Saturday, December 30, 2017

The "Morally Correct" Emotional Response

Rosalind Hursthouse devotes Chapter 5 of her book On Virtue Ethics to explaining how virtue ethics gives the best account of the moral importance of emotions.

A part of her defense rests on claiming that a particular emotional response is simply intrinsically good - or, more accurately, intrinsically correct given a particular state of affairs. A part of what it means to have a particular virtue is to be disposed to have that particular response.

We should note too that the claims in combination give some cash value to the view that the feeling of certain emotions on certain tain occasions has intrinsic moral value, rather than merely instrumental mental value or some other sort of intrinsic value. Feeling this emotion then could be said to have ‘intrinsic moral value’ simply in so far as it is the manifestation of virtue.

She further states that a particular emotional response is simply "right" or "correct". . . as in "The right answer to 'What is the capital of New Zealand?' is 'Wellington'."

So, to have a particular virtue is to have a particular emotional response to relevant states of affairs. To lack the appropriate emotional response means that one lacks the relevant virtue. There is, then, an intimate link between emotion and morality; one is not moral unless one has the "correct" moral response.

The first point that I will challenge is the claim that there is a "correct" moral response - such that those who do not respond in a particular way are "doing it wrong."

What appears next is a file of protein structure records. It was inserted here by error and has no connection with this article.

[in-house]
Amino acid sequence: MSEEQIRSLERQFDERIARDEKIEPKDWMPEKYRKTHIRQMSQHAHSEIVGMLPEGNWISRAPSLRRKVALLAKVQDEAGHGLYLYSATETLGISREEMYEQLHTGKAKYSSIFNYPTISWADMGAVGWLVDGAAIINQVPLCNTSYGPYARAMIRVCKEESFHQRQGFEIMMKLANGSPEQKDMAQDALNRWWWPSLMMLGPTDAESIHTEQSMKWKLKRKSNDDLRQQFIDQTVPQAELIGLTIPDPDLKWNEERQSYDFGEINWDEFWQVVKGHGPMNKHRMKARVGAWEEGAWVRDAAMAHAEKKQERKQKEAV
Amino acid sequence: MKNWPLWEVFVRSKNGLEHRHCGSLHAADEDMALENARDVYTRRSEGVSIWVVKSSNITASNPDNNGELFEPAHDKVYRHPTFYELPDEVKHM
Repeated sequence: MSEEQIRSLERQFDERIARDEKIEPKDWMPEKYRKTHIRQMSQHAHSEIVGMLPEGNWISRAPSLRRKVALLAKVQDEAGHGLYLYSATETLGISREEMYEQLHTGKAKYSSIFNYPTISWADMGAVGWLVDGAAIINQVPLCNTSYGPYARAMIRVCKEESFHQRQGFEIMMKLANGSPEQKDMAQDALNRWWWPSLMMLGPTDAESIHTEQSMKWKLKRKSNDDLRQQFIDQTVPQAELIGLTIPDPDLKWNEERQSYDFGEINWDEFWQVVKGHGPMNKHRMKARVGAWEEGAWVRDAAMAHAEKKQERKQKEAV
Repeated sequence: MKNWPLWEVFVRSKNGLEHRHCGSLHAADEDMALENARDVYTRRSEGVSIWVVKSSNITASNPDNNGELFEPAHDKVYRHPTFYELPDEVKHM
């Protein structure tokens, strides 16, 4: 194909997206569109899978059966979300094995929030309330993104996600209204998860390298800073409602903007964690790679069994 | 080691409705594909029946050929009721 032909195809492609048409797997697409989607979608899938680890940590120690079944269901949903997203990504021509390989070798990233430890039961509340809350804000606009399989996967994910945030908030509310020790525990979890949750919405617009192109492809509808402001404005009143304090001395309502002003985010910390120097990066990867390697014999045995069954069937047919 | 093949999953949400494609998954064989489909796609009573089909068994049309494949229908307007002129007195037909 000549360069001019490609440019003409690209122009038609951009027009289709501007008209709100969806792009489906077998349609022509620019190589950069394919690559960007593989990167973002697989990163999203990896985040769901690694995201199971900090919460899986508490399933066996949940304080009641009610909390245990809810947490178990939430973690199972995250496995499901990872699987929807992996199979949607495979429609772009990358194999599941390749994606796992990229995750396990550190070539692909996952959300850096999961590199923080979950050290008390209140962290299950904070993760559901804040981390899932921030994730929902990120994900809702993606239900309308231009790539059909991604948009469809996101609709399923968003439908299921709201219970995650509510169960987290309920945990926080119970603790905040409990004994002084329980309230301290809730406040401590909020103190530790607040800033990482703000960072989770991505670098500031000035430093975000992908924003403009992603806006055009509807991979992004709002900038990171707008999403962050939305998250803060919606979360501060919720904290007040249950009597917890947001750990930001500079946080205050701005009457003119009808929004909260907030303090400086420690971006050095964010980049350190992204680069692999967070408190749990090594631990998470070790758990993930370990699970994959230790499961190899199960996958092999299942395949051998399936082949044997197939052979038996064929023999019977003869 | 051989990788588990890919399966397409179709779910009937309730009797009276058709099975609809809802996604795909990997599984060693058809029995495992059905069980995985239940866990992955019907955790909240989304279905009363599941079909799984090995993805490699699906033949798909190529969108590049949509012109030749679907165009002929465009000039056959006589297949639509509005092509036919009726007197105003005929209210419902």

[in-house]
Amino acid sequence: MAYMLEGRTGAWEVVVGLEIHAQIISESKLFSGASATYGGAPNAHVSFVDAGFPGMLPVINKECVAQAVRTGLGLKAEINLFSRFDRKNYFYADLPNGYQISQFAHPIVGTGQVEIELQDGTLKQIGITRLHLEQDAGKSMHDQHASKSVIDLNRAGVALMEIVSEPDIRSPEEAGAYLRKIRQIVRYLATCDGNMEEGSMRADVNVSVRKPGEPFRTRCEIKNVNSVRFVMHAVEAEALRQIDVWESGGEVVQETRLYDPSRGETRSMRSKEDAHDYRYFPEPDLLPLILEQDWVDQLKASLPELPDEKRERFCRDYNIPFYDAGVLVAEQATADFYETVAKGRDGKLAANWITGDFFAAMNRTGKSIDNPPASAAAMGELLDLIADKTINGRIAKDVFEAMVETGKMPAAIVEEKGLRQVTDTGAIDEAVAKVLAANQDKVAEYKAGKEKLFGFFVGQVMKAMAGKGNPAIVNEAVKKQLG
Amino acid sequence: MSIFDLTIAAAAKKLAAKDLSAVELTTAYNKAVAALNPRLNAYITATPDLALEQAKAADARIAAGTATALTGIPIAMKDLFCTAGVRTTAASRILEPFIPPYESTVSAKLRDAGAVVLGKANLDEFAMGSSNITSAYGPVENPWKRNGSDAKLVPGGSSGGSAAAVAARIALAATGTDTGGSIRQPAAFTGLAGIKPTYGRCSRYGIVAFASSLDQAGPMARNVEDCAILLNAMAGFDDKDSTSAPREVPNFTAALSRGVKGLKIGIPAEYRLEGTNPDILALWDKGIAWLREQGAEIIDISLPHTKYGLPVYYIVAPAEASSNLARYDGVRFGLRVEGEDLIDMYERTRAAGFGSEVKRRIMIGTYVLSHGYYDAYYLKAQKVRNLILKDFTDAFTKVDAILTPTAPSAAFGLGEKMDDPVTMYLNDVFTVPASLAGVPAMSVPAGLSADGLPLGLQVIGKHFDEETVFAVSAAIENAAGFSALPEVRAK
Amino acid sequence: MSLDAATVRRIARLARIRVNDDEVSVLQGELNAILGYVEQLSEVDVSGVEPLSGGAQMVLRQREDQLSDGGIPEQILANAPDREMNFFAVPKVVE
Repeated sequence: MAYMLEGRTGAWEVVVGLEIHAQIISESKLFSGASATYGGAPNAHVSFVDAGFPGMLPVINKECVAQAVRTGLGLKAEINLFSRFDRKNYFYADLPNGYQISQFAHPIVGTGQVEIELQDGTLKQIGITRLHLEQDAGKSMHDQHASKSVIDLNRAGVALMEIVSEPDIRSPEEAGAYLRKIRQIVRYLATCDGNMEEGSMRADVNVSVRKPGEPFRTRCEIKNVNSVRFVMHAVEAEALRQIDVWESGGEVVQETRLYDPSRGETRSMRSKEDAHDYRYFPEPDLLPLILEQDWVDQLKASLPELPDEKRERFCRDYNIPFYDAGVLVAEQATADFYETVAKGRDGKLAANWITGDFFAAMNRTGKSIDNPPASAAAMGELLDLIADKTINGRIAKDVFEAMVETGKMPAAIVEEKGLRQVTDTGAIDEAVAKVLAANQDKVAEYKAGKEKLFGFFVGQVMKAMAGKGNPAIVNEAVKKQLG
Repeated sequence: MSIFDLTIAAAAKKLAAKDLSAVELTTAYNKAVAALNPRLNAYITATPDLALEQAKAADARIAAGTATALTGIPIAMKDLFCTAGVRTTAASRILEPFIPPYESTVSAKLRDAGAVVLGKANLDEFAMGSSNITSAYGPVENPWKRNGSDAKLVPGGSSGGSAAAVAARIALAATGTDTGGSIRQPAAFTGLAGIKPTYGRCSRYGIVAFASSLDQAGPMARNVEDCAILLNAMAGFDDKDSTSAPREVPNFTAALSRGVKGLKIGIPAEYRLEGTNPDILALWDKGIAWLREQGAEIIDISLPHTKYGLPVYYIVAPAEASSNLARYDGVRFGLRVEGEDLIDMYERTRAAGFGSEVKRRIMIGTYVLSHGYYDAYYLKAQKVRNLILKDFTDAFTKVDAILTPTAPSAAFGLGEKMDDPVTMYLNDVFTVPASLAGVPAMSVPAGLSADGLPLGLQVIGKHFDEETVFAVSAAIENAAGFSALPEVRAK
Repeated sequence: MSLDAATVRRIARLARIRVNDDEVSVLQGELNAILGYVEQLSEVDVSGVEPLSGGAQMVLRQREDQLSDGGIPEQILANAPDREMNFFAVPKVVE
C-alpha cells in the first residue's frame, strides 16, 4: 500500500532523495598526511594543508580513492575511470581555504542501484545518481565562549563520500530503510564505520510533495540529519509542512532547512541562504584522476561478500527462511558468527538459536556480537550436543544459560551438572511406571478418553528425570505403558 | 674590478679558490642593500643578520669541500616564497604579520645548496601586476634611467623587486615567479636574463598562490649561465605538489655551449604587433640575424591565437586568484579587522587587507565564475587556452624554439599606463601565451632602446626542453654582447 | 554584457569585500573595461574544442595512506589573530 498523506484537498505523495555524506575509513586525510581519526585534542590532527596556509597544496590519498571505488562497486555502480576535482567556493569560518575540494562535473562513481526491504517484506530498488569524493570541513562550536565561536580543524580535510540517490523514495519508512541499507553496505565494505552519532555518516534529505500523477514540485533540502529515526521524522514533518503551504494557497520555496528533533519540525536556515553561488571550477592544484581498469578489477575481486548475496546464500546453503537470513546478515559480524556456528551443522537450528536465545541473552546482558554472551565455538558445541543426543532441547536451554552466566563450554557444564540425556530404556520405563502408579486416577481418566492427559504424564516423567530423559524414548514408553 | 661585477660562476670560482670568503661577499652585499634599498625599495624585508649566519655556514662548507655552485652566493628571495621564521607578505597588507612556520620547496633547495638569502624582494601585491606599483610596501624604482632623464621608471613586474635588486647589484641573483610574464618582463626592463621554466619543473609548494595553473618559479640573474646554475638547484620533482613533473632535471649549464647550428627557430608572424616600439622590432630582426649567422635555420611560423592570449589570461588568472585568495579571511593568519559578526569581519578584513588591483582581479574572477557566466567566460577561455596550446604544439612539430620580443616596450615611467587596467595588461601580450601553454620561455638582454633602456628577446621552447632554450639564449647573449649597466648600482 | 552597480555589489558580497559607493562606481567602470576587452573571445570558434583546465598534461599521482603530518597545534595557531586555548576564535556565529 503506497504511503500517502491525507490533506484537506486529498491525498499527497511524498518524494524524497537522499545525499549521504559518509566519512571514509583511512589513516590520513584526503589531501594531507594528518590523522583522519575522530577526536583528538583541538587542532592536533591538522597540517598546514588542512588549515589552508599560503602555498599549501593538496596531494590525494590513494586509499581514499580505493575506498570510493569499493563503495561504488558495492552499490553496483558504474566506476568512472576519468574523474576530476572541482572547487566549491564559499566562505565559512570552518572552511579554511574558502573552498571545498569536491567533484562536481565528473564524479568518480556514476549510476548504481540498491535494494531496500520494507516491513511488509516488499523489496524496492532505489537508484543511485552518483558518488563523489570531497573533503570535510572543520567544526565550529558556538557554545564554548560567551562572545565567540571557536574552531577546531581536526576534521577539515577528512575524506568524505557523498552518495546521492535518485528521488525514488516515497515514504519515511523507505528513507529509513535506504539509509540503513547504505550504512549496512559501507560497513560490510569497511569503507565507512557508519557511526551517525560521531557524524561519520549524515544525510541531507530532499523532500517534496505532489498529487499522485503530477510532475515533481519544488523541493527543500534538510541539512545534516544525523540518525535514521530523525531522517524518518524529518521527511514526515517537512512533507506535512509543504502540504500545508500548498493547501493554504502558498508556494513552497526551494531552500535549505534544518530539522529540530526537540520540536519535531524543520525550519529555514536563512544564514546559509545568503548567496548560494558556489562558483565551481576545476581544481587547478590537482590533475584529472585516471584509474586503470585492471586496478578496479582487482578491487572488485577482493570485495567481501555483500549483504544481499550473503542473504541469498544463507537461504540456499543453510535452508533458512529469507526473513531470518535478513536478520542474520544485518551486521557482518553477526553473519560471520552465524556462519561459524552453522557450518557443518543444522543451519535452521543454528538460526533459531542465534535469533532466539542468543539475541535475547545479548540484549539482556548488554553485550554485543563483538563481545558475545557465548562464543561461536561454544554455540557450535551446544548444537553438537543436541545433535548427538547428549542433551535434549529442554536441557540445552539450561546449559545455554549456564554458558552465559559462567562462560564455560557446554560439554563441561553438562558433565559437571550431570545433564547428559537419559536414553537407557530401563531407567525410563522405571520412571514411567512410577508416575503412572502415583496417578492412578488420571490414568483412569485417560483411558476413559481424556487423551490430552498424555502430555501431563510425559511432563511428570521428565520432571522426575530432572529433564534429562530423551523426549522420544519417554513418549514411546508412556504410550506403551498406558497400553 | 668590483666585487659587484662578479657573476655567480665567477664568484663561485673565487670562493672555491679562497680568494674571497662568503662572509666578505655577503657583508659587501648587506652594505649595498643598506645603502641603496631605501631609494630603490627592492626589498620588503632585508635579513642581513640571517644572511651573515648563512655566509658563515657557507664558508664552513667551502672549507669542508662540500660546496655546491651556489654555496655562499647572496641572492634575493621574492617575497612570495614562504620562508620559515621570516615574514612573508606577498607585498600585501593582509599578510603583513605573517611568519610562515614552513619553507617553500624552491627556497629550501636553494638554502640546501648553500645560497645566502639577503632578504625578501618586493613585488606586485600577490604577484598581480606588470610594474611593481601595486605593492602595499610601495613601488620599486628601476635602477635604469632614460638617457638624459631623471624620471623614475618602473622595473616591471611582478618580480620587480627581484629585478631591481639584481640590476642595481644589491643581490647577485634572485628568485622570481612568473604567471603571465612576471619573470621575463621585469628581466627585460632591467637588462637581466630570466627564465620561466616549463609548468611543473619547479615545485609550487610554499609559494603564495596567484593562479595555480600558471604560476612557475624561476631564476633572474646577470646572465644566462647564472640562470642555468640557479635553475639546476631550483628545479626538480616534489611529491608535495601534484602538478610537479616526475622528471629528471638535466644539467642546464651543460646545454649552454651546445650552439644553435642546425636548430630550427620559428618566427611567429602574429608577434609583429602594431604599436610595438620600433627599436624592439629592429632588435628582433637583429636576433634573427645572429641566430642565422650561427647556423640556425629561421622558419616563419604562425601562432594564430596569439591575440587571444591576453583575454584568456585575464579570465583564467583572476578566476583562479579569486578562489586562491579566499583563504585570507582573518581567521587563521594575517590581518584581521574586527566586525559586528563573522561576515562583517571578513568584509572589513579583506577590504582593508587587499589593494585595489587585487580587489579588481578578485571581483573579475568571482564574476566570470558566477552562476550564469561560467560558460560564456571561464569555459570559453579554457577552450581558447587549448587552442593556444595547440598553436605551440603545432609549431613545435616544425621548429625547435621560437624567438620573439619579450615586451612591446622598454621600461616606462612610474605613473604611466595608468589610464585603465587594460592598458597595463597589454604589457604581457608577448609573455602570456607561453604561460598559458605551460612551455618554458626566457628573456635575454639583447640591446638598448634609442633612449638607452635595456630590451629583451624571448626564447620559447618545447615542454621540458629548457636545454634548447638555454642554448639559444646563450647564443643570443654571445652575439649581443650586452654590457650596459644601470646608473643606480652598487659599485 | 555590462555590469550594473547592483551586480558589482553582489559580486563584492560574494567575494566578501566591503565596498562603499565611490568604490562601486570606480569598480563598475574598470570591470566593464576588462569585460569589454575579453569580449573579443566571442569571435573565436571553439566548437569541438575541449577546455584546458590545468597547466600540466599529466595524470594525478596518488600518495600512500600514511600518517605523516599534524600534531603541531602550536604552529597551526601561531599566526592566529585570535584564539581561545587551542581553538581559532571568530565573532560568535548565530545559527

The emotions that we are disposed to have are, in part, the result of millions of years of evolution. Evolution, in selecting the emotional responses we would have, did not care about any type of intrinsic "correctness" - evolution favored reactions that produced evolutionary fitness. It is useful, in the biological evolutionary sense, for the antelope to be afraid of the lion. It is also useful for the antelope to grow anxious and alert when something happens - something it might not even have consciously noticed - that would indicate a lion in the area, such as some birds suddenly taking flight or a subtle scent in the air. A different creature - one not subject to being eaten by lions, perhaps because there are no lions, or who - because of the randomness of genetic mutation - simply never acquired such a disposition and could not have evolution select for it - would not have this reaction. They do not react "incorrectly" - just differently.

You can find a detailed account of this argument in: Street, Sharon (2005). A Darwinian dilemma for realist theories of value. Philosophical Studies 127 (1):109-166, and which I commented on previously here. While I think that Street presents a good argument, I think she presents her case in a seriously misleading way when she claims to have an objection against moral realism rather than simply intrinsic-value realism. Her theory leaves open the possibility that real moral properties exist, but not as the type of intrinsic properties that Hursthouse's "correct" emotional responses would require.